Constraints on task-based control of behaviour following frontal lobe damage: A single-case study

Alex Bahrami-Balani, D Soto, Glyn Humphreys

Research output: Contribution to journalArticle

2 Citations (Scopus)


What factors determine stimulus-driven responses in patients with utilization behaviour? We examined this question by assessing the influence of an irrelevant cue on visual search in a patient showing evidence of utilization behaviour (F.K.), following bilateral damage to the medial frontal and temporal lobes. Despite being able to repeat the instructions, F. K. often responded to an item in the search display that matched the cue rather than the target. This effect was reduced under certain conditions: (a) when the cue-search interval increased, (b) when F. K. paid less attention to the cue, and (c) when the target discrimination task was made more difficult. On the other hand, the effect arose even when the cue was always invalid. We suggest that information from the cue competed with the top-down set to determine search. F.K.'s lesion makes it difficult for him to impose top-down knowledge rapidly, leading to responses automatically being based on attended, but irrelevant, cues under short cue-display intervals.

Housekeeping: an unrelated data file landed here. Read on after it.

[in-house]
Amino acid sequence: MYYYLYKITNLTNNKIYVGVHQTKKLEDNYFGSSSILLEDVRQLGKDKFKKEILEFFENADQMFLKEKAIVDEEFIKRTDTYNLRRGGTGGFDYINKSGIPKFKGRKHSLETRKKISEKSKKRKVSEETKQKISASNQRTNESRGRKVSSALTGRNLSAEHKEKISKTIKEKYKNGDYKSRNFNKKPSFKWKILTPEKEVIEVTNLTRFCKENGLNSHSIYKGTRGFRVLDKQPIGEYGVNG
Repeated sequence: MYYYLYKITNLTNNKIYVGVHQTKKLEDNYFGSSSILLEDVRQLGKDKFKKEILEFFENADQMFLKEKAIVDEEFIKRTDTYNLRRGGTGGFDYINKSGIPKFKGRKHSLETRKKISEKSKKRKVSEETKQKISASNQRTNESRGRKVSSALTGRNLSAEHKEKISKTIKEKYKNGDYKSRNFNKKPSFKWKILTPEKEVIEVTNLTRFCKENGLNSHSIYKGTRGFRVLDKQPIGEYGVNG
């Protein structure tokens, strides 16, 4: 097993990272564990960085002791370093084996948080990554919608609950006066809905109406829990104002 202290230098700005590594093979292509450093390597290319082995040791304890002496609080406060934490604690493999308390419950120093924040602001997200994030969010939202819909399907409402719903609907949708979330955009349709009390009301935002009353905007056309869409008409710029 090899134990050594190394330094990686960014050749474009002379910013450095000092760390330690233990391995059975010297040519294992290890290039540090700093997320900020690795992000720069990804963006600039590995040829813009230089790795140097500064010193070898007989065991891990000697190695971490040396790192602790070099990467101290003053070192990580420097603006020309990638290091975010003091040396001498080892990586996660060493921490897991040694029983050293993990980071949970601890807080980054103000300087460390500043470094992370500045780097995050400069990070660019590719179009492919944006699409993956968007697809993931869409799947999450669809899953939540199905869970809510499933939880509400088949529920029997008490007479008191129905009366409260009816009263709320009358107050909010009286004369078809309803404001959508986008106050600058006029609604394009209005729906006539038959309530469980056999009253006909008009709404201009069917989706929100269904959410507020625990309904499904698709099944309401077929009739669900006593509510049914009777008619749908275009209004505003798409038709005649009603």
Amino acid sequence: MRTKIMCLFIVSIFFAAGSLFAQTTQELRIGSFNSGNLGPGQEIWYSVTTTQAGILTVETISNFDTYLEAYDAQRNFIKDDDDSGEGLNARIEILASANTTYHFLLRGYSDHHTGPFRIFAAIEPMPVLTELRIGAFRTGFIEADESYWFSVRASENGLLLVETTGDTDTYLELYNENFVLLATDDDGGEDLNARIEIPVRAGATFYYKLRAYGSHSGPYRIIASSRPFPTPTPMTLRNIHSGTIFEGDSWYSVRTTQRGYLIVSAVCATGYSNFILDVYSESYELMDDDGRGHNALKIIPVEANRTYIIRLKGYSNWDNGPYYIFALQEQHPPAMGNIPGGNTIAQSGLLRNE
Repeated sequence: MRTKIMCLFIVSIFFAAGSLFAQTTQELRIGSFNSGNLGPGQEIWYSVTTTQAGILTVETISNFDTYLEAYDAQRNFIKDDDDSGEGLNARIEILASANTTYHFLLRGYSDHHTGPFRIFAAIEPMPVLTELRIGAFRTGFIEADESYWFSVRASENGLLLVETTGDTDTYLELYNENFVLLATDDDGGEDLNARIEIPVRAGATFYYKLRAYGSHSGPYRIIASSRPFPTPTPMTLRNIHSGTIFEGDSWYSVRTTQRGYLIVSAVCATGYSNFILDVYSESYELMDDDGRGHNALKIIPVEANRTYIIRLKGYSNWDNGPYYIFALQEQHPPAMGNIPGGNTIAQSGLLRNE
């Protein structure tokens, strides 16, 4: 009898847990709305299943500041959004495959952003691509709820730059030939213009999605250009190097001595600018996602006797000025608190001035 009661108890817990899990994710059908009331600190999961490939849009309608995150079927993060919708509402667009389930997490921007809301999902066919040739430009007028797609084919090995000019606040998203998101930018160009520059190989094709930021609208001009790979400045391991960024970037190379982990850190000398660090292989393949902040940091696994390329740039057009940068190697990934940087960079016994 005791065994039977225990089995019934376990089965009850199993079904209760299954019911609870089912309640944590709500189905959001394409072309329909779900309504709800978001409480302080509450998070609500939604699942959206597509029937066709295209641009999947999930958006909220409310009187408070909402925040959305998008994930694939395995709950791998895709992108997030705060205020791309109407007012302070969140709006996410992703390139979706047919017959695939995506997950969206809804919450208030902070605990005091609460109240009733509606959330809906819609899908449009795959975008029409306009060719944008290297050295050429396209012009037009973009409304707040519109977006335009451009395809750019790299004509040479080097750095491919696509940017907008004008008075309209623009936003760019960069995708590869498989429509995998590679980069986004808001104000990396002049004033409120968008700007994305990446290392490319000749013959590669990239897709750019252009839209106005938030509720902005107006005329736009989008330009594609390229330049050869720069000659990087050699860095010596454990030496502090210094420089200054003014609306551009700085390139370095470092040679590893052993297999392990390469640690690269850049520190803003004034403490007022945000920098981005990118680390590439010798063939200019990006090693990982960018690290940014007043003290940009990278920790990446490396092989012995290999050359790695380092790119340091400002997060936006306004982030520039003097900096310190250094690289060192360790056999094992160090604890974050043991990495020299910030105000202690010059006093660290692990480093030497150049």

Original languageEnglish
Pages (from-to)635-654
Number of pages20
JournalCognitive Neuropsychology
Issue number7
Publication statusPublished - 1 Jan 2009


  • Visual search
  • Selective attention
  • Frontal lobe
  • Task-based control
  • Utilization behaviour


Dive into the research topics of 'Constraints on task-based control of behaviour following frontal lobe damage: A single-case study'. Together they form a unique fingerprint.

Cite this